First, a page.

A federal judge has ordered Texas to issue new voter education materials, siding with those who accused state officials of misleading voters about identification requirements for the November elections.
U.S. District Judge Nelva Gonzales Ramos on Tuesday ordered changes to certain press releases, posters placed at polling locations and materials on state websites related to voting in the Nov. 8 elections.
She is also requiring that “all materials related to the education of voters, poll workers, and election officials that have not yet been published shall reflect the language” of a prior court order allowing those who arrive at the polls without one of seven forms of photo identification required under state law to cast a ballot.
Ramos’ order came after the federal government and other groups challenging the state’s photo ID law — ruled discriminatory by the U.S. Court of Appeals for the 5th Circuit —accused Texas of circulating “inaccurate or misleading information” about a temporary fix she ordered for the upcoming election.
Though voters who possess photo identification are expected to bring it to the polls in November, those without it still have the opportunity to vote. They may sign an affidavit certifying they are U.S. citizens and present proof of residence, such as a utility bill, bank statement or paycheck.
Ramos last month ordered Texas to spend $2.5 million to educate the public about these relaxed requirements.
That order said Texas must educate voters about “the opportunity for voters who do not possess” photo identification “and cannot reasonably obtain it to cast a regular ballot.”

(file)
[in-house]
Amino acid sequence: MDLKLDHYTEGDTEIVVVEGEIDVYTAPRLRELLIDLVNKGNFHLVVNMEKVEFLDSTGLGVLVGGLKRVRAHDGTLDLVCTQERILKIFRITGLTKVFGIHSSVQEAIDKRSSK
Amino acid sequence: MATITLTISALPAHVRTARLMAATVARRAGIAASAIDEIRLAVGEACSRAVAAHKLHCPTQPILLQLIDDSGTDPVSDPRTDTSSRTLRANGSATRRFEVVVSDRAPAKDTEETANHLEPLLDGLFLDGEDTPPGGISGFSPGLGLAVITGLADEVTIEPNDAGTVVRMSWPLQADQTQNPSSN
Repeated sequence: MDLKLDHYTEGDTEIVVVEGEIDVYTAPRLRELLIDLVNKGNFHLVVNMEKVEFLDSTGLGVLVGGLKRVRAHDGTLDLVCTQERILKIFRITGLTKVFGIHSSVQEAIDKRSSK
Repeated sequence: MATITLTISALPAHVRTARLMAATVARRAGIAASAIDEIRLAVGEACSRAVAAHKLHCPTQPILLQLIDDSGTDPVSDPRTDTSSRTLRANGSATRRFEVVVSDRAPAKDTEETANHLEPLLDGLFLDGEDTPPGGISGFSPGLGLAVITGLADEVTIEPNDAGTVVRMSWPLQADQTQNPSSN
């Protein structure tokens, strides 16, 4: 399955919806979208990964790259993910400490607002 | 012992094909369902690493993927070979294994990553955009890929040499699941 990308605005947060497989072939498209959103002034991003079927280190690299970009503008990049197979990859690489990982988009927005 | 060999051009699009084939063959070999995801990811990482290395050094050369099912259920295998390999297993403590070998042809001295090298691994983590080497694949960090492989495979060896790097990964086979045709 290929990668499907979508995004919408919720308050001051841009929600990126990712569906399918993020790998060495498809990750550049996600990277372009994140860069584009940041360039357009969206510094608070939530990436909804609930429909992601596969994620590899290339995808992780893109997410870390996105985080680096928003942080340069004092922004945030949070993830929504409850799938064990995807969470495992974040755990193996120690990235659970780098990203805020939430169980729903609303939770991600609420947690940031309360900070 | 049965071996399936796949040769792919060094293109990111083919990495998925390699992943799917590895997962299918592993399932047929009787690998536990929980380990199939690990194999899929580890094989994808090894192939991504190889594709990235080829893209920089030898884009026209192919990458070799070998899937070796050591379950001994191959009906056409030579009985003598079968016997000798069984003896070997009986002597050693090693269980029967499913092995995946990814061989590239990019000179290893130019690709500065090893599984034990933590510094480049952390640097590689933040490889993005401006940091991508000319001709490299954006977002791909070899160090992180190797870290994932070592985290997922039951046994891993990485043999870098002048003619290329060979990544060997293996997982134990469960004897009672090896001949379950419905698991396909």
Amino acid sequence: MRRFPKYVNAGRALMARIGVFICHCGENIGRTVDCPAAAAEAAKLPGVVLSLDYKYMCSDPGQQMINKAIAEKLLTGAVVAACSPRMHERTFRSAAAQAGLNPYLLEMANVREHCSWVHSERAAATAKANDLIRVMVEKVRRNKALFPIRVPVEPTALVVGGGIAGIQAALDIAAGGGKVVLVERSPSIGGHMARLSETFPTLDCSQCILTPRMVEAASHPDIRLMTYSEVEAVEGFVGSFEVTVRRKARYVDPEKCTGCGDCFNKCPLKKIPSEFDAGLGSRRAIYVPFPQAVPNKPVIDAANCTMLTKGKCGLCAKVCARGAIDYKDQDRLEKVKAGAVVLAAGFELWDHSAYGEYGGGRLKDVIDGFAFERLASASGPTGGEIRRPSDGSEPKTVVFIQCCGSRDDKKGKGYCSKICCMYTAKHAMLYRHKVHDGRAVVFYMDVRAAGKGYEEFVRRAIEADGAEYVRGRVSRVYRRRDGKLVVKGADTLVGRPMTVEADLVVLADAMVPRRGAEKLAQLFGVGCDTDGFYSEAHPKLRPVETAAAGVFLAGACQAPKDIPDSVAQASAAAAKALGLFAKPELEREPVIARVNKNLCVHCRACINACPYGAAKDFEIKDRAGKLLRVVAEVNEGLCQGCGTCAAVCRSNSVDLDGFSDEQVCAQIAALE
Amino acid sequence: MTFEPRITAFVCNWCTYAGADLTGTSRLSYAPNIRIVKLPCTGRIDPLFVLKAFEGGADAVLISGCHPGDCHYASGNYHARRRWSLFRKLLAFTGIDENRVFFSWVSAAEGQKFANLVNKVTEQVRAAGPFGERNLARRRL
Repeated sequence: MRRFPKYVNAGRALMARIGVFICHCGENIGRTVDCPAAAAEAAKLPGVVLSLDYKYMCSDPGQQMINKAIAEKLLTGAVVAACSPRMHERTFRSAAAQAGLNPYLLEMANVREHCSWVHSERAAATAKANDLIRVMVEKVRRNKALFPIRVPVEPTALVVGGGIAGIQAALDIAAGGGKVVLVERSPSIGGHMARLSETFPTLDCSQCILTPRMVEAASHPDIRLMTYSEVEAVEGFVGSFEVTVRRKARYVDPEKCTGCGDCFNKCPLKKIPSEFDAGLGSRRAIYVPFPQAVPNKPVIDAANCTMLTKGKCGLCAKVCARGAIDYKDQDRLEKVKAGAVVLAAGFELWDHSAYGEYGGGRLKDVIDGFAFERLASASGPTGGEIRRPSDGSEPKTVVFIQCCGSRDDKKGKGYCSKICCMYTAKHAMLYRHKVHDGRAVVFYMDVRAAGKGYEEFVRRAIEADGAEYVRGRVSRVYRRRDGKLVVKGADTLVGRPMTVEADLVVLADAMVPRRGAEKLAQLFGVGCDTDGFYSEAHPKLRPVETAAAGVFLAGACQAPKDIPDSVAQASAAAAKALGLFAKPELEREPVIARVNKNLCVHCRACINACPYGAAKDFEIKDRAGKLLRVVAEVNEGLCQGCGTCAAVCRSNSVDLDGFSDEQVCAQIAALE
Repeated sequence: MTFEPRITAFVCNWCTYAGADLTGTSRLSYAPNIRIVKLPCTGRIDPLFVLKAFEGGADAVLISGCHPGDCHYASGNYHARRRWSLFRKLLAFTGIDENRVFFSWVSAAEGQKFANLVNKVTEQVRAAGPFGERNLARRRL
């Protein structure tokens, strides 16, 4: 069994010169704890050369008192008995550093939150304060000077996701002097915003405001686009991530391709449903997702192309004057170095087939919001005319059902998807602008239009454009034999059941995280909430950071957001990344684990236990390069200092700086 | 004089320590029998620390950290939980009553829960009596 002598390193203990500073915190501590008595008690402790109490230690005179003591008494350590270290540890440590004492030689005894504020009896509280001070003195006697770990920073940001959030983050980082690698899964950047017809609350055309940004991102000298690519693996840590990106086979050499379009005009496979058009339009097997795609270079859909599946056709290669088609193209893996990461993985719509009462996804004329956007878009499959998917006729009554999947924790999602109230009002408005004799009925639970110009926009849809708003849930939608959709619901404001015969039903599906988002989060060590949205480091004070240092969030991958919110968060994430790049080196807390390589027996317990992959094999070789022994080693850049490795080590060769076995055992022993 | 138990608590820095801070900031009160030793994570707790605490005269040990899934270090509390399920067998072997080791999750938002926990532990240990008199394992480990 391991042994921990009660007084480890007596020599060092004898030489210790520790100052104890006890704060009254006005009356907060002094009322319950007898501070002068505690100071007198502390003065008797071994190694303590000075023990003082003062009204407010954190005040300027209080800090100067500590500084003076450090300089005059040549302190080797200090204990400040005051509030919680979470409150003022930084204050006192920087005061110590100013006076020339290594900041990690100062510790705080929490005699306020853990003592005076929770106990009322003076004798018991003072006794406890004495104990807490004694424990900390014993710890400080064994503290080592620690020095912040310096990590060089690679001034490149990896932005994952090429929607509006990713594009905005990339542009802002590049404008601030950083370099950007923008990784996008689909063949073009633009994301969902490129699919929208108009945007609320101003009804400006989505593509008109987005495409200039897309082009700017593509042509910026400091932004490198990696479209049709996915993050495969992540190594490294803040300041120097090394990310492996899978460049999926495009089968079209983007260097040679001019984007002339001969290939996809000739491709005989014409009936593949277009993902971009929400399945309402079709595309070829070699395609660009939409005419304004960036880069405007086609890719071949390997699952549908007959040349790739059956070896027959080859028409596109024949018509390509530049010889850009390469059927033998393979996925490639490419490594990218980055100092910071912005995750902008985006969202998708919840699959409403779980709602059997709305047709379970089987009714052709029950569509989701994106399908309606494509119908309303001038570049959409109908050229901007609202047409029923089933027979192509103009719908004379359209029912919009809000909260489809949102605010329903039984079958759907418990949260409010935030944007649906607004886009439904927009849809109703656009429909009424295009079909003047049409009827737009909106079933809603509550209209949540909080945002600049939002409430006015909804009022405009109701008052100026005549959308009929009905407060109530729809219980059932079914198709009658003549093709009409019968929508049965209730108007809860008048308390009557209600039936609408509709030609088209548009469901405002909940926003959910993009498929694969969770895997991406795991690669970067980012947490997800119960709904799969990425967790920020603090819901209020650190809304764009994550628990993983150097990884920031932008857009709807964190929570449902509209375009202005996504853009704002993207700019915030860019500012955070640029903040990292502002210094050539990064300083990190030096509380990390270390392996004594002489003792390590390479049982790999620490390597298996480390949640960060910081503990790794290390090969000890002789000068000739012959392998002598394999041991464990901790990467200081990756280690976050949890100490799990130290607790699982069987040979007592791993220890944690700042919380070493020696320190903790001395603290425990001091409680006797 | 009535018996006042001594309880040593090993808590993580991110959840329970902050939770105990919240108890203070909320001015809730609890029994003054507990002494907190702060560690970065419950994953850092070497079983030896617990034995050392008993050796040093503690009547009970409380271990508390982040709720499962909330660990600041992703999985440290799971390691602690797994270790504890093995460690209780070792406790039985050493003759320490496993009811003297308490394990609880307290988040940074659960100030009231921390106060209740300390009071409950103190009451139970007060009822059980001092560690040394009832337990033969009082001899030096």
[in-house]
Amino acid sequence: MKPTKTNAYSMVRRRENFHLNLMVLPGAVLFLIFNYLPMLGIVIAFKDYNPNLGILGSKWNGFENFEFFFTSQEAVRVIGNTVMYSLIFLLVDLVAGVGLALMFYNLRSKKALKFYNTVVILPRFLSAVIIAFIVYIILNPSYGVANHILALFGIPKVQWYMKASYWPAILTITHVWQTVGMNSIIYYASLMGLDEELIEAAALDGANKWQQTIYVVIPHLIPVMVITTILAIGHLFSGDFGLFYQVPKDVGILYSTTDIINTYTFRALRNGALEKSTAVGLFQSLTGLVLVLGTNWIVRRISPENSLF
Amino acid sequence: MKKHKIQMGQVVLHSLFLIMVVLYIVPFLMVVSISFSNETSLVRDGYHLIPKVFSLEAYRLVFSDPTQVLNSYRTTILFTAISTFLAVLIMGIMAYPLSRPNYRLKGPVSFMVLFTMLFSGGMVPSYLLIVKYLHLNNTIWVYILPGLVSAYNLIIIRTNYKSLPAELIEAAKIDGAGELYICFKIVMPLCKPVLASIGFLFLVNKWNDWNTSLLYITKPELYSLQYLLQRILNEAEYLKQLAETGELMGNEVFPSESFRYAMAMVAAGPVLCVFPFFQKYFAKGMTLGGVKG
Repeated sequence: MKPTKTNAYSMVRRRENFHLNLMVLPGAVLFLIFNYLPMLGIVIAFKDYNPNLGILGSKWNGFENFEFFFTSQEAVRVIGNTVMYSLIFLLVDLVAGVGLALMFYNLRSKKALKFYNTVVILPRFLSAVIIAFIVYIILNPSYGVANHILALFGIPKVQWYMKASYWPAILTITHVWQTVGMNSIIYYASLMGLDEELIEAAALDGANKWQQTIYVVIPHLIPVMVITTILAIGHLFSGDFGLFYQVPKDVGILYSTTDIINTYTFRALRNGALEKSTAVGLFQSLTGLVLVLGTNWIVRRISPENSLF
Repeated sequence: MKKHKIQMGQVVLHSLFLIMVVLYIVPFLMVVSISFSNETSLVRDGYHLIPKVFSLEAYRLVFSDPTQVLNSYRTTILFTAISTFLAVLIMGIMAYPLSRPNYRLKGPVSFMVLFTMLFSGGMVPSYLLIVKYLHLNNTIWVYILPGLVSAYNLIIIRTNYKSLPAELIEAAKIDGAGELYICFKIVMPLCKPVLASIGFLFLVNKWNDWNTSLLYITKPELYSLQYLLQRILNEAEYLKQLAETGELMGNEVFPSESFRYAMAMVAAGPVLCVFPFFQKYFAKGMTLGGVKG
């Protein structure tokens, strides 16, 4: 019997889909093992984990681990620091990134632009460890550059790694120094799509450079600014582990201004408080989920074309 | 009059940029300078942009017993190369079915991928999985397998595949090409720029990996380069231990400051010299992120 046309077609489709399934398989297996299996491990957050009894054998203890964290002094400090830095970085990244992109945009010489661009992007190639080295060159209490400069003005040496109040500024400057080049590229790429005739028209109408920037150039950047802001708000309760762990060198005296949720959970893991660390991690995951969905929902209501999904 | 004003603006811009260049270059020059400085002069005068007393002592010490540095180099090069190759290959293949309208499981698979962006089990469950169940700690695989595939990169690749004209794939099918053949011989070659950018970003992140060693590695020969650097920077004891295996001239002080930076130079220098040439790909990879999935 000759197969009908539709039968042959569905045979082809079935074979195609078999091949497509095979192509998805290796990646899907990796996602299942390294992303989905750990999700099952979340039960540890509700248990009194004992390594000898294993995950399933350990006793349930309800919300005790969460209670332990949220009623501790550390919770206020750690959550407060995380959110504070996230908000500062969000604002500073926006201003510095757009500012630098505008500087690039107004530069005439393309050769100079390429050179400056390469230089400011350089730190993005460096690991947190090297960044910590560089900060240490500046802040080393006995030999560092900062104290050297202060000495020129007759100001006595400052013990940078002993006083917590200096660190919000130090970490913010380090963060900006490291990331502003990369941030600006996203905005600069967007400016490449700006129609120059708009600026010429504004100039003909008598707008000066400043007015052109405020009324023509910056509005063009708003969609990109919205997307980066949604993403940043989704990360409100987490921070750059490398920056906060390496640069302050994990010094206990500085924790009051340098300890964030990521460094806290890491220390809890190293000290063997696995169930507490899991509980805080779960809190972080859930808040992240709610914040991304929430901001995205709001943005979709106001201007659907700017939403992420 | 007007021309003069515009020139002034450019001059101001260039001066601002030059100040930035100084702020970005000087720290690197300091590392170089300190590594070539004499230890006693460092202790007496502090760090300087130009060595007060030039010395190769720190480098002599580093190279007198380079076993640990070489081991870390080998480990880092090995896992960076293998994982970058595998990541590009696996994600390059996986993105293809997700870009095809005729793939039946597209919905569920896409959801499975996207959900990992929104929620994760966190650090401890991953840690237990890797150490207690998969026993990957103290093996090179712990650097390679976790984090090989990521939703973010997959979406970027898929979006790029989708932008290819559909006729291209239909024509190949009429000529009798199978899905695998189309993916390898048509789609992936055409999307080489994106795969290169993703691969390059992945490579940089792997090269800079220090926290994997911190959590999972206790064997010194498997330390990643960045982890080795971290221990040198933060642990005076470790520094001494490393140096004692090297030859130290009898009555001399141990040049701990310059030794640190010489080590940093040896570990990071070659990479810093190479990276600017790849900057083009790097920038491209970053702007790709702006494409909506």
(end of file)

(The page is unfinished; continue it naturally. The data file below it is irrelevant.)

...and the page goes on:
But the U.S. Department of Justice and other plaintiffs argued that Texas recast the language of that order by limiting voting to those with photo IDs or those who “have not obtained” and “cannot obtain” such identification.
The key difference, plaintiffs argued, was that Texas stripped the word “reasonably,” potentially discouraging those who could obtain photo identification only after surpassing significant hurdles.
Chad Dunn, a Houston-based attorney who represented groups suing the state, suggested the difference was more significant than it might initially sound.
“The fear is that somebody hears that ‘can’t’ language and thinks: ‘I can drive to Arkansas and get my birth certificate, and I can get back today and get down to an office, and potentially get an ID issued — but I’d miss picking my kids up from school, and I’d miss an intolerable amount of income from work,” he said. “So I have an impediment for doing so, but I suppose it’s possible” to get a photo ID.